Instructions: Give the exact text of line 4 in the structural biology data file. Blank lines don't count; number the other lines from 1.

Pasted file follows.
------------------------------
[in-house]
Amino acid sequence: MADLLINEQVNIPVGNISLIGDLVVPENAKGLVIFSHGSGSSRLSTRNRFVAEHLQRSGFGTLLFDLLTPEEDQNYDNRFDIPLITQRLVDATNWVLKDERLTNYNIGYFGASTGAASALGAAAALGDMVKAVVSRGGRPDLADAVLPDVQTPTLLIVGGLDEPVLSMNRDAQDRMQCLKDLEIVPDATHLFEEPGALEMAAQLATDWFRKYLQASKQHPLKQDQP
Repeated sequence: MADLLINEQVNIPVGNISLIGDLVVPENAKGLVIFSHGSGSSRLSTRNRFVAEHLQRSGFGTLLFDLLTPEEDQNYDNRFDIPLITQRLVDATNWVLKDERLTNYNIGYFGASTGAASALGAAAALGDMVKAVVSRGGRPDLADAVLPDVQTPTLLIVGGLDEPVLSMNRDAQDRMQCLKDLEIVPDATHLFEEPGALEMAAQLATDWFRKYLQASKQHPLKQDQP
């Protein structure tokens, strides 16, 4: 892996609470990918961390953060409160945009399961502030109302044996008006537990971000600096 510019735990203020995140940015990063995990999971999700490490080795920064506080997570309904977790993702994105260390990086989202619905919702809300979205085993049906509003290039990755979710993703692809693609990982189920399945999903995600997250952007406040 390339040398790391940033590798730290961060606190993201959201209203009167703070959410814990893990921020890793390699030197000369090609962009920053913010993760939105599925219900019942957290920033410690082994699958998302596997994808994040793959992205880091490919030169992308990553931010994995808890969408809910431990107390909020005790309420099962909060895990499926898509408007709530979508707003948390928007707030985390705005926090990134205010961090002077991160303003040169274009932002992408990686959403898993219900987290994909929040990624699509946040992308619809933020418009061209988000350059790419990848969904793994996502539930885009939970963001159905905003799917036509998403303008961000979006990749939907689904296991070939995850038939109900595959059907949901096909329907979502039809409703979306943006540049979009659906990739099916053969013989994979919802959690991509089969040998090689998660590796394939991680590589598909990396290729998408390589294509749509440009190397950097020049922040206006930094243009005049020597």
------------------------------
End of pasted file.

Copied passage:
């Protein structure tokens, strides 16, 4: 892996609470990918961390953060409160945009399961502030109302044996008006537990971000600096 510019735990203020995140940015990063995990999971999700490490080795920064506080997570309904977790993702994105260390990086989202619905919702809300979205085993049906509003290039990755979710993703692809693609990982189920399945999903995600997250952007406040 390339040398790391940033590798730290961060606190993201959201209203009167703070959410814990893990921020890793390699030197000369090609962009920053913010993760939105599925219900019942957290920033410690082994699958998302596997994808994040793959992205880091490919030169992308990553931010994995808890969408809910431990107390909020005790309420099962909060895990499926898509408007709530979508707003948390928007707030985390705005926090990134205010961090002077991160303003040169274009932002992408990686959403898993219900987290994909929040990624699509946040992308619809933020418009061209988000350059790419990848969904793994996502539930885009939970963001159905905003799917036509998403303008961000979006990749939907689904296991070939995850038939109900595959059907949901096909329907979502039809409703979306943006540049979009659906990739099916053969013989994979919802959690991509089969040998090689998660590796394939991680590589598909990396290729998408390589294509749509440009190397950097020049922040206006930094243009005049020597």